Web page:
the old tale of the preacher

Word around the campfire is that a bunch of churchmen are being fingered as cheaters, outed in a “run-around-on-your-SO-site” hacking scandal. So what?

So they’re hypocrites? They don’t follow their own strictures, the ones they preach to everyone else? What of it? It’s the old tale of the preacher. I imagine it dates back to not long after the first proto-priest snuck off with the first proto-deacon’s hot hunter-gatherer lady, and all the best cuts of meat, while everyone else was, uh, hunting and gathering. Nothing new here.

The rotten thing they do is stand up and claim they have messages and instructions from gods. As soon as one says, “here’s a message from god” they’re pushing bullshit. As soon as they say “God commands all of us to…” they’re using that bullshit to manipulate others.

If they head directly to a motel hookup after the Sunday service it’s between them and their SO, their families, the people really affected by this. It’s not even the business of the “wounded” congregations, which will be fine in any case. Hell, they eat this stuff up. The sacred soap opera of scandal and repentance is fuel for moralistic faith. I predict donations and attendance (voluntary and otherwise) will be up at many if not most places with “fallen” pastors.

The apologies of faith leaders could be directed to the groups they regularly condemn,, and to the larger communities they demand kiss up to their mythologies. Where they work to censor art and science and education, where they instill guilt and prey on human fears and desires, where they troll children and vulnerable populations, that’s where they do damage. That’s where they could apologize for the bullshit, and slink away. They won’t though.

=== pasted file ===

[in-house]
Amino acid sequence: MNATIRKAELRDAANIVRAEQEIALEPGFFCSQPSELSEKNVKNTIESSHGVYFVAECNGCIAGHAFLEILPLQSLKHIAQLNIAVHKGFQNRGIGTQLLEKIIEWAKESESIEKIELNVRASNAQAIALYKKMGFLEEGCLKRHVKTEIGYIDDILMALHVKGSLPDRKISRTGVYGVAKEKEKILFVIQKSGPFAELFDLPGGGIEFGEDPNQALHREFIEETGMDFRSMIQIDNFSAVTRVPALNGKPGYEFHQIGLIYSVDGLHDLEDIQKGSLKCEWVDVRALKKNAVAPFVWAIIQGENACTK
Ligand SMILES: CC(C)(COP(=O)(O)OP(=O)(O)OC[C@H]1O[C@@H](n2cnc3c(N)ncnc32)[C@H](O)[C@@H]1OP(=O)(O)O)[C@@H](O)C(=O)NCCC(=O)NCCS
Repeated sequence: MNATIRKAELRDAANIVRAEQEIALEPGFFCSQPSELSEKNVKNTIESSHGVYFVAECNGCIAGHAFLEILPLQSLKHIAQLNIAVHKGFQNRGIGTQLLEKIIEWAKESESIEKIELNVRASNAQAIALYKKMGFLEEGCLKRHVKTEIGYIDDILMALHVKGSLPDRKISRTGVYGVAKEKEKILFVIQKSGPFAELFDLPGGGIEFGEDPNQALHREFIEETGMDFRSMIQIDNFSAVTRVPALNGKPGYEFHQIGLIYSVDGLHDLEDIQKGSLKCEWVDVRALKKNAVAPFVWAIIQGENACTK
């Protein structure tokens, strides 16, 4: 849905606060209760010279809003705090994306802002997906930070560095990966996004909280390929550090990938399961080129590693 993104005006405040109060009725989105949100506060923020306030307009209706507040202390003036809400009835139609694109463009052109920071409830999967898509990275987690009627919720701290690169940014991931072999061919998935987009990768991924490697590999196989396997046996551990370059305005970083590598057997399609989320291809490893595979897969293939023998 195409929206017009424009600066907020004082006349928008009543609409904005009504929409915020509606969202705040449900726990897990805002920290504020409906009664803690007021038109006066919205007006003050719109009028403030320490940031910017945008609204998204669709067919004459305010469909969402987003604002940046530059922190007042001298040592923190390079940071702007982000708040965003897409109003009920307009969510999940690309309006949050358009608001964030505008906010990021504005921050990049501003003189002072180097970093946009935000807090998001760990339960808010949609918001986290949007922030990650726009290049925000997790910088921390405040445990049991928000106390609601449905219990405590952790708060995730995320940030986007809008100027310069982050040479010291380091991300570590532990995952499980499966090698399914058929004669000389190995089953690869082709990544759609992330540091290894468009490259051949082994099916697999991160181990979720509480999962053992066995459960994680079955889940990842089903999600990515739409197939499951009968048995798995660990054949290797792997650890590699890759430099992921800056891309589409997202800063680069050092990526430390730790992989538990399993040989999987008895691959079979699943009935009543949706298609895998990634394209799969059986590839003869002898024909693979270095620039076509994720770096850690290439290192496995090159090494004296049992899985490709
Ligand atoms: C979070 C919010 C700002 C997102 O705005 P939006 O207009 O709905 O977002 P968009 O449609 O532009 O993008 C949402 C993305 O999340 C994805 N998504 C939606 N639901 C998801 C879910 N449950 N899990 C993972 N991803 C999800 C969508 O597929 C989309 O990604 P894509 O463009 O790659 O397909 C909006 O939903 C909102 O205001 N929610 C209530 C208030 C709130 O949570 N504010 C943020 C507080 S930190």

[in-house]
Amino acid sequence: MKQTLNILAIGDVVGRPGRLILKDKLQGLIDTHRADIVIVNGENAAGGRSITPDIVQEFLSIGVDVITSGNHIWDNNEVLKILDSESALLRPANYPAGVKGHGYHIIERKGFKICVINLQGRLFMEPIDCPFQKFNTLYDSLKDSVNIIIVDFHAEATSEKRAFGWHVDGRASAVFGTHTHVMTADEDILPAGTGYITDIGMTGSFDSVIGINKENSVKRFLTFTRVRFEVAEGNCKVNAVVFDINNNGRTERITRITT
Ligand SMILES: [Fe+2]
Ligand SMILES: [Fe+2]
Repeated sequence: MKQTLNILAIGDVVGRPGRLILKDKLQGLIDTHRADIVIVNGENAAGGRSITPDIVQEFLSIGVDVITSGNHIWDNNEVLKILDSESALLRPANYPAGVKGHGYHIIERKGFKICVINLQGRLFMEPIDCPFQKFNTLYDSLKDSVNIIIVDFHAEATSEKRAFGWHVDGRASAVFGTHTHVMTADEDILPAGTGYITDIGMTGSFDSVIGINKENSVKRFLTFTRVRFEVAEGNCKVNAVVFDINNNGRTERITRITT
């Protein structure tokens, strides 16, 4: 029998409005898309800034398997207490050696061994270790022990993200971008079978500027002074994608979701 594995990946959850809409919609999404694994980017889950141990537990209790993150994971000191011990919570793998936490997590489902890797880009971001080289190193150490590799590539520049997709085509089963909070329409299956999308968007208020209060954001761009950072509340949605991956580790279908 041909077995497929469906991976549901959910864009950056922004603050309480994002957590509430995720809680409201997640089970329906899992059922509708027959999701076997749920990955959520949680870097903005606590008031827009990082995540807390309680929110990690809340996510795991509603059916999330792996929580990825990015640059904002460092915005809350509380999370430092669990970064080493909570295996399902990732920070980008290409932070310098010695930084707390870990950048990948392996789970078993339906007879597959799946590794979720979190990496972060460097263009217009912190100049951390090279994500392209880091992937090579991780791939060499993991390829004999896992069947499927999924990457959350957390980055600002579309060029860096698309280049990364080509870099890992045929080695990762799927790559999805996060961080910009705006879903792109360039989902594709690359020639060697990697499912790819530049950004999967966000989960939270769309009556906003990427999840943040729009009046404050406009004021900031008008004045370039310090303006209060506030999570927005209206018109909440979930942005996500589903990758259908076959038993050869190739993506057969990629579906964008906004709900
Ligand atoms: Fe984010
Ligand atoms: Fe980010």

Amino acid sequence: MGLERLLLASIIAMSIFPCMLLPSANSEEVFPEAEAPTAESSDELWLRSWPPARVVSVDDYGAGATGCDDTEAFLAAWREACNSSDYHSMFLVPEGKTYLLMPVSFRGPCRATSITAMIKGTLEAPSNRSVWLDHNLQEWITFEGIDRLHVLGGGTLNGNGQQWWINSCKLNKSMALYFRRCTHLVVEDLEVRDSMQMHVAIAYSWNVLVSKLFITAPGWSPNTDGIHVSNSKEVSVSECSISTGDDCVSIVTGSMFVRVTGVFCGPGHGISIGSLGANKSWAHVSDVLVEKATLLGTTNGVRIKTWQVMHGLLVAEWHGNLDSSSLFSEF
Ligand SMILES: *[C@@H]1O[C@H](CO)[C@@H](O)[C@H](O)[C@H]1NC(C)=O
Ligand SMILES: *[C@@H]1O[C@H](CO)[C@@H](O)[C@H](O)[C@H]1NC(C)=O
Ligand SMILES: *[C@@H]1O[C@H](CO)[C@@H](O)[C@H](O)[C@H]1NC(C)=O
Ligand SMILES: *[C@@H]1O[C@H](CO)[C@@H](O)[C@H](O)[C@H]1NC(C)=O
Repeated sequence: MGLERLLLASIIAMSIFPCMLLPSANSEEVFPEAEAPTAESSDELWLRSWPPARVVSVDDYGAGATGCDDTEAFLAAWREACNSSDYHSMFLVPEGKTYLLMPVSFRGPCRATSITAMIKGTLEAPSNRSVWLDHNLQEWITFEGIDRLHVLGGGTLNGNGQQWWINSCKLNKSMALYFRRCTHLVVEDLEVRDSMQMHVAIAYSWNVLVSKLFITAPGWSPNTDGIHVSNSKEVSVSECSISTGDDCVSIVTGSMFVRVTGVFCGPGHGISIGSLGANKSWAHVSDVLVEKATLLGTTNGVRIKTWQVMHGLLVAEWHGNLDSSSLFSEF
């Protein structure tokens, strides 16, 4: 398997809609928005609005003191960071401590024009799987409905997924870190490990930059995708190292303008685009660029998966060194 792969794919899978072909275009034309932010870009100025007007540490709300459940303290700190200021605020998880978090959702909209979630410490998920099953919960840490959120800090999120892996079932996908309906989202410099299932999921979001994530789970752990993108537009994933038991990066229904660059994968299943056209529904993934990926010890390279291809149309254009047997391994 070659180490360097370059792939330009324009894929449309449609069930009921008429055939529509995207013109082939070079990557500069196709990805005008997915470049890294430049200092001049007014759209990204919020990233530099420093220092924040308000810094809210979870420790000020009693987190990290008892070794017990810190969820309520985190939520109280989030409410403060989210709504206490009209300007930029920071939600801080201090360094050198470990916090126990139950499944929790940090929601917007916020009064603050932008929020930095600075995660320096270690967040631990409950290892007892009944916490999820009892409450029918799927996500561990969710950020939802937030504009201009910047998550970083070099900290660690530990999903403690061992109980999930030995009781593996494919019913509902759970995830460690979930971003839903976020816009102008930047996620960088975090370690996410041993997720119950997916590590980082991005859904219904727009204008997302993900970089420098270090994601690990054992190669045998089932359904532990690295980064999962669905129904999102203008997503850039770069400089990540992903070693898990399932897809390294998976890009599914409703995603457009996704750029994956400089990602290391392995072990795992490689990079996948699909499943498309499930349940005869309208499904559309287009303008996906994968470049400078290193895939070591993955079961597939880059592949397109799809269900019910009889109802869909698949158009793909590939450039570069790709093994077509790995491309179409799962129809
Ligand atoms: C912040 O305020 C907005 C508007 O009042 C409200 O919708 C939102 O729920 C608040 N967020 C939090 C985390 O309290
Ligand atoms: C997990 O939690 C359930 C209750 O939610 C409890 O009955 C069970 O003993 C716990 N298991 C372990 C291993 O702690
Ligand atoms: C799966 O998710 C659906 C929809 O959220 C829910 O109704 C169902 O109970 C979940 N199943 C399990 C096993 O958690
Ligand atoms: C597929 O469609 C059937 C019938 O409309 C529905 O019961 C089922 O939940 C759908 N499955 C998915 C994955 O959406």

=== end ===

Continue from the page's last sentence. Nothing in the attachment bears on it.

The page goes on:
Their family dramas might make delicious reading (though usually these things are dull and sad), I don’t care for them though. I’m not a moral authority, it’s one of the few things I have in common with faith leaders.

If one wanted to establish a “Christian nation” or a nation built on the worship of any mythology and that mythology’s deities for that matter, a good place to mention it would be in the constitution. One might write a preamble to the constitution like this:

…in order to form a permanent federal government, establish justice, insure domestic tranquillity, and secure the blessings of liberty to ourselves and our posterity invoking the favor and guidance of Almighty God do ordain and establish this Constitution…

Oh, here’s the entire thing:

We, the people of the Confederate States, each State acting in its sovereign and independent character, in order to form a permanent federal government, establish justice, insure domestic tranquillity, and secure the blessings of liberty to ourselves and our posterity invoking the favor and guidance of Almighty God do ordain and establish this Constitution for the Confederate States of America.